Overweight is associated with triglyceride accumulation in cardiomyocytes, which can cause cardiac dysfunction. It is also associated with reduced synthesis and plasma concentration of atrial natriuretic peptide (ANP). In adipocytes, ANP stimulates lipolysis through natriuretic peptide receptor-A (NPR-A), leading to cGMP-dependent phosphorylation of hormone-sensitive lipase. Cardiac myocytes express NPR-A and hormone-sensitive lipase. In the present study, we investigated whether ANP affects triglyceride stores in the heart. Subcutaneously implanted osmotic minipumps were used to administer ANP (125 or 500 ng/kg/min) or saline to obese leptin-deficient (ob/ob) mice or lean control mice (ob/+) for a week. ANP (500 ng/kg/min) reduced blood pressure but did not affect the cardiac triglyceride stores or mRNA expression of NPR-A and NPR-C. Also, deficiency of NPR-A did not affect the cardiac triglyceride content. Finally, addition of ANP to the culture medium (10−7 mol/l) increased cellular cGMP content (P=0.009) but did not affect triglyceride stores in HL-1 cardiac myocyte cultures. Hence, ANP does not affect triglyceride stores in the murine heart.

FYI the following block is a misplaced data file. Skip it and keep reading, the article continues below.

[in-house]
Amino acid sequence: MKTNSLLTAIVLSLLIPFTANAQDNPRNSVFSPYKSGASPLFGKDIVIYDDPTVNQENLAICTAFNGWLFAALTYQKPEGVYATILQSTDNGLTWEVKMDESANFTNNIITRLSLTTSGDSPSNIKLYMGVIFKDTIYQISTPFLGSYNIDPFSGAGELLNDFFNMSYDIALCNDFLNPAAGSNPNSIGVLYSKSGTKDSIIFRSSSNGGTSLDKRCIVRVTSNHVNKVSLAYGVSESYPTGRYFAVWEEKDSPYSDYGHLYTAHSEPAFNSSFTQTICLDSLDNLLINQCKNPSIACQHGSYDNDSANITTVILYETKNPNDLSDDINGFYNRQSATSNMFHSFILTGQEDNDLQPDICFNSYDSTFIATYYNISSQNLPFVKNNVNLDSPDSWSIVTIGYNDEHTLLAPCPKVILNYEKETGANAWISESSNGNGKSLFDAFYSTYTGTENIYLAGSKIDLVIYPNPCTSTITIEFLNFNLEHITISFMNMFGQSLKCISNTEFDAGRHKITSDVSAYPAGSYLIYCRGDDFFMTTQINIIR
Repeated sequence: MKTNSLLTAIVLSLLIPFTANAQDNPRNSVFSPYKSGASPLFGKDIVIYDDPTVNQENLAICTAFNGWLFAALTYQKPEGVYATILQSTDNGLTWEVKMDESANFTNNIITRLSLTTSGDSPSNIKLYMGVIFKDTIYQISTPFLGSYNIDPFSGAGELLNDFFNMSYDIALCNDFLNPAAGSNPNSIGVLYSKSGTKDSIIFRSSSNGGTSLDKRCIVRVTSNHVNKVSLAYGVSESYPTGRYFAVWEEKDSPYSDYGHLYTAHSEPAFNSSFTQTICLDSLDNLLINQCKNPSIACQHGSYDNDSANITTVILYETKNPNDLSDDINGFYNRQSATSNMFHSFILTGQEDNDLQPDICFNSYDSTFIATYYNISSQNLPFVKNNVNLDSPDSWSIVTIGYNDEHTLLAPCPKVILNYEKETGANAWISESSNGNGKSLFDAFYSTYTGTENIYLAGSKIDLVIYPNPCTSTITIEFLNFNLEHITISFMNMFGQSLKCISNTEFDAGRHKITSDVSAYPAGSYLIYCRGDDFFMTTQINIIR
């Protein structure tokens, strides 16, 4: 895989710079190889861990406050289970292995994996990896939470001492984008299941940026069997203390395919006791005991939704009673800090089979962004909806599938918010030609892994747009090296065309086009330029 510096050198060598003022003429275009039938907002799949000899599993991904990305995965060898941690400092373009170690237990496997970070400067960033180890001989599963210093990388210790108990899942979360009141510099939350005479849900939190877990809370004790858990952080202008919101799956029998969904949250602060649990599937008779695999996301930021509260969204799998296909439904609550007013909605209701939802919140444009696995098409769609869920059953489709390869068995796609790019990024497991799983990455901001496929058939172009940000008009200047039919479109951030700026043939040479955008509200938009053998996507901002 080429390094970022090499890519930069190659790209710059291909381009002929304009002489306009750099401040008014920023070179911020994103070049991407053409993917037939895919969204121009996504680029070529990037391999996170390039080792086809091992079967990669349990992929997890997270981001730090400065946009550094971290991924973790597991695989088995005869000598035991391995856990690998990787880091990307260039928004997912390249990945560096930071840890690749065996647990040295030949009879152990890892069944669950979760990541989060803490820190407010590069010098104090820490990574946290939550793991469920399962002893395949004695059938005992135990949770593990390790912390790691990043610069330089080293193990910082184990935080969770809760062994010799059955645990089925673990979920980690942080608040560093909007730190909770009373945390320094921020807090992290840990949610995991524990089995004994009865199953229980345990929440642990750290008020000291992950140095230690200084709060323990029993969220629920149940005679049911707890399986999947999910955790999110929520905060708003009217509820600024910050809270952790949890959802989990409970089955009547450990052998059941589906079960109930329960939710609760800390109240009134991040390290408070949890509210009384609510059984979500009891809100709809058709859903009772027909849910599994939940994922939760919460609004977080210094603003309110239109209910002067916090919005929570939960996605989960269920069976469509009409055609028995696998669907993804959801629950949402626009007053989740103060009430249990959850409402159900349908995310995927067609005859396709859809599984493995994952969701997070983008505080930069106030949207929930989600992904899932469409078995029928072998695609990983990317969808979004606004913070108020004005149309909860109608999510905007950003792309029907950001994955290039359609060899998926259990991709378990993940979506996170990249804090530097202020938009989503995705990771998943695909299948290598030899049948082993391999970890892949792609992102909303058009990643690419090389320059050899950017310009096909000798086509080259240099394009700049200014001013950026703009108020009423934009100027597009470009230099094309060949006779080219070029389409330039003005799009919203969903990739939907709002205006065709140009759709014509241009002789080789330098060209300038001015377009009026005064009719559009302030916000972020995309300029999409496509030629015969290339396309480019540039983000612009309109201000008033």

aDepartment of Clinical Biochemistry, Copenhagen University Hospital Rigshospitalet
bDepartment of Biomedical Science
cDepartment of Clinical Medicine, Faculty of Medical and Health Sciences, University of Copenhagen, Copenhagen, Denmark
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Correspondence to Emil D. Bartels, MD, PhD, Department of Clinical Biochemistry, Copenhagen University Hospital Rigshospitalet, Blegdamsvej 9, 2100 Copenhagen, Denmark Tel: +45 354 53011; fax: +45 354 52880; e-mail: email@example.com
Received August 27, 2013
Accepted January 9, 2014